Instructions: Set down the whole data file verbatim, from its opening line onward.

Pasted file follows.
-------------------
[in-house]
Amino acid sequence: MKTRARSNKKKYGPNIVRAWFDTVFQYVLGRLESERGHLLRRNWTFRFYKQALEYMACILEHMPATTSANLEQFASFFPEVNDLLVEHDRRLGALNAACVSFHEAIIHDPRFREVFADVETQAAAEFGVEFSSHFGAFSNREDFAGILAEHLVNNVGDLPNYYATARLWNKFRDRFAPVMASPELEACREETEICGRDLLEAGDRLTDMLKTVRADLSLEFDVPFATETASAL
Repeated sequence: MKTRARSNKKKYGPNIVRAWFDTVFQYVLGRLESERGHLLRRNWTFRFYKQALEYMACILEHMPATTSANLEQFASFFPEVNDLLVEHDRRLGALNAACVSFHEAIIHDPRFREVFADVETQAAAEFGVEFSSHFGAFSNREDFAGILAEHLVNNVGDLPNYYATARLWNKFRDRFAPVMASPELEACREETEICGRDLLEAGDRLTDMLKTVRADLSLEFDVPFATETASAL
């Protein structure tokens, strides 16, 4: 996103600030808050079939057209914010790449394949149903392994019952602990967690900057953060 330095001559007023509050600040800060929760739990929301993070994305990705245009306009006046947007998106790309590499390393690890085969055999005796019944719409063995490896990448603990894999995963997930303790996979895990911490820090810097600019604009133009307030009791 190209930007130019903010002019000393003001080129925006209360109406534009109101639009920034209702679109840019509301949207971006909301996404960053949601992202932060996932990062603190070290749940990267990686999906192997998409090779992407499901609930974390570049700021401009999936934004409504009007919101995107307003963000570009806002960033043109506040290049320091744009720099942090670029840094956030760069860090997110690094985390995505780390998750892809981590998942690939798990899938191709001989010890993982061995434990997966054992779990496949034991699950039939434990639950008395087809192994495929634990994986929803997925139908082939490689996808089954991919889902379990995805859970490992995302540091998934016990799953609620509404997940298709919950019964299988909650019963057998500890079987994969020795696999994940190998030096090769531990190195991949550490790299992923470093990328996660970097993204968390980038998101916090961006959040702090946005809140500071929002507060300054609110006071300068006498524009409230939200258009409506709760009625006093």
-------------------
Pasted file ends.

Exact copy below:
[in-house]
Amino acid sequence: MKTRARSNKKKYGPNIVRAWFDTVFQYVLGRLESERGHLLRRNWTFRFYKQALEYMACILEHMPATTSANLEQFASFFPEVNDLLVEHDRRLGALNAACVSFHEAIIHDPRFREVFADVETQAAAEFGVEFSSHFGAFSNREDFAGILAEHLVNNVGDLPNYYATARLWNKFRDRFAPVMASPELEACREETEICGRDLLEAGDRLTDMLKTVRADLSLEFDVPFATETASAL
Repeated sequence: MKTRARSNKKKYGPNIVRAWFDTVFQYVLGRLESERGHLLRRNWTFRFYKQALEYMACILEHMPATTSANLEQFASFFPEVNDLLVEHDRRLGALNAACVSFHEAIIHDPRFREVFADVETQAAAEFGVEFSSHFGAFSNREDFAGILAEHLVNNVGDLPNYYATARLWNKFRDRFAPVMASPELEACREETEICGRDLLEAGDRLTDMLKTVRADLSLEFDVPFATETASAL
């Protein structure tokens, strides 16, 4: 996103600030808050079939057209914010790449394949149903392994019952602990967690900057953060 330095001559007023509050600040800060929760739990929301993070994305990705245009306009006046947007998106790309590499390393690890085969055999005796019944719409063995490896990448603990894999995963997930303790996979895990911490820090810097600019604009133009307030009791 190209930007130019903010002019000393003001080129925006209360109406534009109101639009920034209702679109840019509301949207971006909301996404960053949601992202932060996932990062603190070290749940990267990686999906192997998409090779992407499901609930974390570049700021401009999936934004409504009007919101995107307003963000570009806002960033043109506040290049320091744009720099942090670029840094956030760069860090997110690094985390995505780390998750892809981590998942690939798990899938191709001989010890993982061995434990997966054992779990496949034991699950039939434990639950008395087809192994495929634990994986929803997925139908082939490689996808089954991919889902379990995805859970490992995302540091998934016990799953609620509404997940298709919950019964299988909650019963057998500890079987994969020795696999994940190998030096090769531990190195991949550490790299992923470093990328996660970097993204968390980038998101916090961006959040702090946005809140500071929002507060300054609110006071300068006498524009409230939200258009409506709760009625006093």